When remortgaging, it’s worth looking for the cheapest possible rate on the deal that suits your needs. You should also consider the length of deal you’d prefer to join, keeping in mind that early repayment fees may be payable if you want to end it before the end of the deal period.

Consent to let

An option to remortgaging is asking your lender for a ‘accept to let’. In certain circumstances, they might be prepared to provide you with permission to book your property – however this is only likely to be the case should you genuinely didn't have plans to rent when you bought it.

Often, the lending company will require you to pay one more percentage on your existing mortgage rate of interest there may be an agreement fee.

A accept to let is usually granted with a limited timeframe – often for 12 months at any given time, or until the end of your fixed-rate deal period. This could allow it to be especially useful if you’re looking to dodge early repayment charges, or are intending to be away for any work posting.

Lenders could also consider how long you’ve been with them, the equity you hold, and your income.

If you have an aid to purchase or shared ownership property, there might be specific clauses in your contract that forbid letting outright.

Other considerations for accidental landlords

An ‘accidental’ landlord has the same obligations just like any other landlord – so be sure you completely understand the implications of signing a lease.

Aside from finding and screening new tenants, you’ll need to keep your property in a safe condition, or pay a management agent to do so on your behalf.

You’ll should also meet your legal obligations, including undertaking Right to Rent checks, putting deposits in an authorised scheme and, in some areas, registering having a local council or association.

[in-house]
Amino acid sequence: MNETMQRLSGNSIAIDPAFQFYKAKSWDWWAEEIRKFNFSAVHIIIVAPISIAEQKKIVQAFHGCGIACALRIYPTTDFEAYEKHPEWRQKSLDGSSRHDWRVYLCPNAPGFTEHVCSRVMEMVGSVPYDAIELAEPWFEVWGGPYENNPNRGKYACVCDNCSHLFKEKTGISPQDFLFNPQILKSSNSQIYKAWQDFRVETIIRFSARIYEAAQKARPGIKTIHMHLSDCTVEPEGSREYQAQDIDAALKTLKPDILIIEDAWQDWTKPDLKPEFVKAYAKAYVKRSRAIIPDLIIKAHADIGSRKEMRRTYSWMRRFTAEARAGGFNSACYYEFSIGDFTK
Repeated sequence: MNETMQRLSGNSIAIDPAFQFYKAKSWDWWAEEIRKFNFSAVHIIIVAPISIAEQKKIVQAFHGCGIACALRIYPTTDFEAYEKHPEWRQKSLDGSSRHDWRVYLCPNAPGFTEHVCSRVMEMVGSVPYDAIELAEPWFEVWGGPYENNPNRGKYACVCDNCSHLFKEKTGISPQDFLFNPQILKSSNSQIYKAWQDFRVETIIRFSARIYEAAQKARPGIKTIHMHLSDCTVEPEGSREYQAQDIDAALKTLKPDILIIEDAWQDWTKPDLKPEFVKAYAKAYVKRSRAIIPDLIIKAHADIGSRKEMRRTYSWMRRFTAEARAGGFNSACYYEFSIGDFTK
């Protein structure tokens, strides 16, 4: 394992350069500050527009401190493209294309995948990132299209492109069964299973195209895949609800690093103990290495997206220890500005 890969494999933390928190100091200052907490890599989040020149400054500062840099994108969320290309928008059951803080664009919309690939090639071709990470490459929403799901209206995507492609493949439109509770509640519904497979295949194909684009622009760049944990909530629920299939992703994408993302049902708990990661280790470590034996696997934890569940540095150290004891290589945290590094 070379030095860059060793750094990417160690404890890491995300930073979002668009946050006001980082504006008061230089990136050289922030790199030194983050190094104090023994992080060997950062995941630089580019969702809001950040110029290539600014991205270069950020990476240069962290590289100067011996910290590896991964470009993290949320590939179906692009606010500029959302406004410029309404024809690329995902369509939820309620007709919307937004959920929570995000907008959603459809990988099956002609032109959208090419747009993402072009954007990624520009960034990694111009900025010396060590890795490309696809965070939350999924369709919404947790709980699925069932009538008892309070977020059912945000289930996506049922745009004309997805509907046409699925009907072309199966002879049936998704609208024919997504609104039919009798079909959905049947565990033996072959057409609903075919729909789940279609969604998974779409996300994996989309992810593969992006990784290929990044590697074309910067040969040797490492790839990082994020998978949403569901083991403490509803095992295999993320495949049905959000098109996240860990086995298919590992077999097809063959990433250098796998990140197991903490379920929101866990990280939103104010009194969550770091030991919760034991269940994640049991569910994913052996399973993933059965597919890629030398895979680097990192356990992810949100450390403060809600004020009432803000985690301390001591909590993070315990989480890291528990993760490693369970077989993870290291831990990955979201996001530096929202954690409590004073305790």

You could also face the following costs:

Landlord insurance

Your normal property insurance policy is unlikely to pay for damage done by tenants residing in the home and could be voided with a rental agreement.

To protect your house, you’ll have to take out landlord insurance.

Void periods

Unless you’re lucky, your property might be empty for several weeks between old tenants moving out and new ones moving in.

Make sure you can satisfy the mortgage payments whether or not the rentals are standing empty.

Income tax

Your rental income is going to be treated as income tax, which might nudge you right into a higher tax bracket.

At the same time frame, you might be able to claim tax relief for any number of your mortgage interest – even though this is being scaled back and substituted for a 20% tax credit. You can learn more concerning the alterations in our help guide to tax on rental income.

You can also be able to claim back tax on items you buy to replace worn-out fittings or furnishings within the property.

Capital gains tax

If your house is being discrete at the time you market it, you might face a capital gains tax (CGT) bill – but relief might be available.

In 2022/2022, you can earn lb11,700 profit before you have to pay capital gains tax. On earnings above this, you’ll pay 18% like a basic-rate taxpayer, or 28% as a higher- or additional-rate payer.

If you moved out less than 1 . 5 years earlier, you are able to claim ‘private residence relief’, meaning you won’t pay any CGT.

If it had been more than 18 months ago, you might be able to claim ‘letting relief’ on the additional months, to some more lb40,000.

We explain how it works within our guide to capital gains tax and property.